HHS had released a draft of the plan in December 2012 along with a request for public comment. State and national medical societies responded, and the American Medical Association called for more research on the intersection of IT and patient safety. “Physicians are concerned about potential liabilities from EHR system design and software flaws, as well as lack of interoperability among EHR systems that could result in incomplete or missing information, which may lead to errors in patient diagnosis and treatment,” they said.

In a comment letter on the draft plan, the Texas Medical Association expressed concern that “the proposed plan lacks the specificity necessary for success.”

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Brian Ahier

Brian Ahier is a national expert on health information technology with a focus on health data exchange. He is President of Advanced Health Information Exchange Resources, LLC, which has provided consulting services to a variety of industry clients as well as the Office of the National Coordinator at HHS. Brian sits on the Consumer Technology Workgroup of the HIT Standards Committee which makes recommendations to the National Coordinator on standards, implementation specifications, and certification criteria for the electronic exchange and use of health information consistent with the implementation of the Federal Health IT Strategic Plan. Brian is a founding Board member of DirectTrust, and also serves on the Board of HIMSS Oregon and Q-Life., an intergovernmental agency providing broadband capacity to the region. Brian helped found Gorge Health Connect, Inc. (GHC) a health information exchange organization in the Columbia River Gorge where they implemented one of the first Direct Project pilots. Brian worked at Mid-Columbia Medical Center for eleven years, most recently as Health IT Evangelist. He served four years as a City Councilor in The Dalles, Ore., and on the Board for Mid-Columbia Council of Governments. Brian helped develop the Oregon strategic and operational plans for implementing State-Level HIE under the State Health Information Exchange Cooperative Agreement. After the plan was approved by the ONC he was appointed by the State of Oregon Health Information Technology Oversight Council (HITOC) as Chairperson of the Technology Workgroup responsible for developing a framework and providing input for technology goals, including deliverables and objectives, standards, and definition of central services. Brian has worked on a number of workgroups and committees within the Standards and Interoperability Framework and continues to work on the Direct Project.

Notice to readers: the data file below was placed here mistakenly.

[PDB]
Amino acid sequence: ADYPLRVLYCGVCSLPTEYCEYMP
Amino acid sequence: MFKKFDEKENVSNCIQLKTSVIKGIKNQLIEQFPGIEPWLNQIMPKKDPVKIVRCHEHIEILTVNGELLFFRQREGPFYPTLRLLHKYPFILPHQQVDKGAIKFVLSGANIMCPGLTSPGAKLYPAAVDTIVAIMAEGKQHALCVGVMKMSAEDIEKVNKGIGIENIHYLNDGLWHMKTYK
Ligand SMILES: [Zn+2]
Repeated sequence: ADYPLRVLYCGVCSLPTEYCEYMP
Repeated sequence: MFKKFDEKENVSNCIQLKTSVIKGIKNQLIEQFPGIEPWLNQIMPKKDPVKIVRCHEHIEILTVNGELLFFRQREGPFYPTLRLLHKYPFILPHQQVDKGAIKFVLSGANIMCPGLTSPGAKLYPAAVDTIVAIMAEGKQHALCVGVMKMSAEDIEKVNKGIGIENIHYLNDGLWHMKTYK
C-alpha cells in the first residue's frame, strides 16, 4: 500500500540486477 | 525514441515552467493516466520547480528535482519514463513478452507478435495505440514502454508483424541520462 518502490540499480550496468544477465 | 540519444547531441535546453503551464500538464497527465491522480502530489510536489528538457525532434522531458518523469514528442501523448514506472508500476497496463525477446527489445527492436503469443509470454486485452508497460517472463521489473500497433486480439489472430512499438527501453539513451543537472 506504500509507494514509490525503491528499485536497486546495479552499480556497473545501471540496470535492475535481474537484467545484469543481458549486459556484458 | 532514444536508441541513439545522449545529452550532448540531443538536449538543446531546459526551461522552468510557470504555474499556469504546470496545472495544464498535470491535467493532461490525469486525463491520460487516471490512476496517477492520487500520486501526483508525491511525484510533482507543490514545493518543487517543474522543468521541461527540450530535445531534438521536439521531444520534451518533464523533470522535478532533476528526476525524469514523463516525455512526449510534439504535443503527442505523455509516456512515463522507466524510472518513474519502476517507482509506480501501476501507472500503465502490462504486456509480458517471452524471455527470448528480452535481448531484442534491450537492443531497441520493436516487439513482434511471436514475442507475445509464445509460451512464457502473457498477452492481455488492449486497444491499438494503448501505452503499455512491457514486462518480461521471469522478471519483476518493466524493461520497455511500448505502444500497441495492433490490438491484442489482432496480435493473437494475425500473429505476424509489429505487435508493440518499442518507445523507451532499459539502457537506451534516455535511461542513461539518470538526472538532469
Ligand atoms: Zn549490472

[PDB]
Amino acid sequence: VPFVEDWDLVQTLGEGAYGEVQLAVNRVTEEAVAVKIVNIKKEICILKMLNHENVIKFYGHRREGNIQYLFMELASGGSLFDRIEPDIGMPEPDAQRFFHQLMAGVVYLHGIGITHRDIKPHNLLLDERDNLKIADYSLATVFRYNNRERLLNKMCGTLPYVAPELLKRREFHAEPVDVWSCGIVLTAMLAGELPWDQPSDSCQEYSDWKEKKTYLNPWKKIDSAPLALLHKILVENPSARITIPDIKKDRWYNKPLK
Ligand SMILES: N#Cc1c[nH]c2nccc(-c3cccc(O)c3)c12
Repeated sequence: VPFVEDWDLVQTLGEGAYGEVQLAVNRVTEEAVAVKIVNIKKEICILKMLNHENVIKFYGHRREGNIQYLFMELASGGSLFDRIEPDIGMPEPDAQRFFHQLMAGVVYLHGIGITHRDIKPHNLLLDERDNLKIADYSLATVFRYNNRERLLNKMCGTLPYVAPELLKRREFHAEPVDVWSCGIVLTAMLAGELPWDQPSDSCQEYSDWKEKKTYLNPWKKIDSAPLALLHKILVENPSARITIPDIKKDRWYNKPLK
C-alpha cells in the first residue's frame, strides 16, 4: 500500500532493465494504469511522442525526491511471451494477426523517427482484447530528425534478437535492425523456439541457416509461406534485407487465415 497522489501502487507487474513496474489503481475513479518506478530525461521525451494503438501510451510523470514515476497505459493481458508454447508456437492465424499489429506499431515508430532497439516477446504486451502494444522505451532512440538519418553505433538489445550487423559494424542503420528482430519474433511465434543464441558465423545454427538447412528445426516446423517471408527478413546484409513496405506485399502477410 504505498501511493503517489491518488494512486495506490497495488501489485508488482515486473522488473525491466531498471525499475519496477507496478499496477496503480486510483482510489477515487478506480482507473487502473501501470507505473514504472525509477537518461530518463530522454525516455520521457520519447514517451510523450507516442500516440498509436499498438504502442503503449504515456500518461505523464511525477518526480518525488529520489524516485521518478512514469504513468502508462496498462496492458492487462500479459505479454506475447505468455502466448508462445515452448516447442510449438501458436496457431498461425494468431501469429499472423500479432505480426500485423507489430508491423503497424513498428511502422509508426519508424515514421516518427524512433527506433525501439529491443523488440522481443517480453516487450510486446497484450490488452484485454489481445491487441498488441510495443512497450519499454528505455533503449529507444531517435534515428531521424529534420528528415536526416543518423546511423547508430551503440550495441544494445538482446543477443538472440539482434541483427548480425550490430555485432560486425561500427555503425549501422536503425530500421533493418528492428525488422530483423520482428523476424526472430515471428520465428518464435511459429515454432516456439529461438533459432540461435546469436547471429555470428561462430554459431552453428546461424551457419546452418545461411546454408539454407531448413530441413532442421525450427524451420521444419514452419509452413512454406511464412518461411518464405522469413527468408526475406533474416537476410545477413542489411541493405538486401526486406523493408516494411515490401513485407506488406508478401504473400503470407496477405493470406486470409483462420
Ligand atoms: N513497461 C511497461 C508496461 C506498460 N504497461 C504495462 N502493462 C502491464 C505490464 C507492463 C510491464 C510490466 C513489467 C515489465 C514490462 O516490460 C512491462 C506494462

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  • Dan Haley

    I’m plagiarizing myself here, but as I commented earlier today on a related matter (constant rumors of pending FDA “mobile” guidance): “Congress’s mandate in FDASIA is explicit. The statutorily-required proposed framework that Congress has requested of HHS for HIT must (a) protect patients; (b) promote innovation; and (c) avoid unnecessary regulatory duplication. Everyone involved is saying all the right things, but seemingly ignoring that last part about regulatory duplication. Meanwhile, FDA continues to think about releasing a separate regulatory guidance for “mobile,” as if it were 2008 and that distinction still had meaning; and just yesterday ONC issued its own “surveillance plan” for patient safety in HIT – which is also a separate regulatory structure. Ironically, the final question in the recent FDASIA request for comment from the public asks what the Administration can do to avoid unnecessary regulatory duplication in HIT. There is an obvious and simple answer: stop generating duplicative regulatory structures. ”

    The HIT ndustry is invested in ensuring patient safety, both because we are all patients and because – frankly – in a hypercompetitive marketplace, unsafe technology cannot possibly survive. At the same time, as the ONC draft report made abundantly clear, every study of HIT-related patient safety issues to date has found a rate of far less than 1% of patient safety issues have an HIT component. Does less than 1% leave room for improvement? Yes. Does it require its own regulatory bureaucracy, never mind several? Mark me down for a no on that one.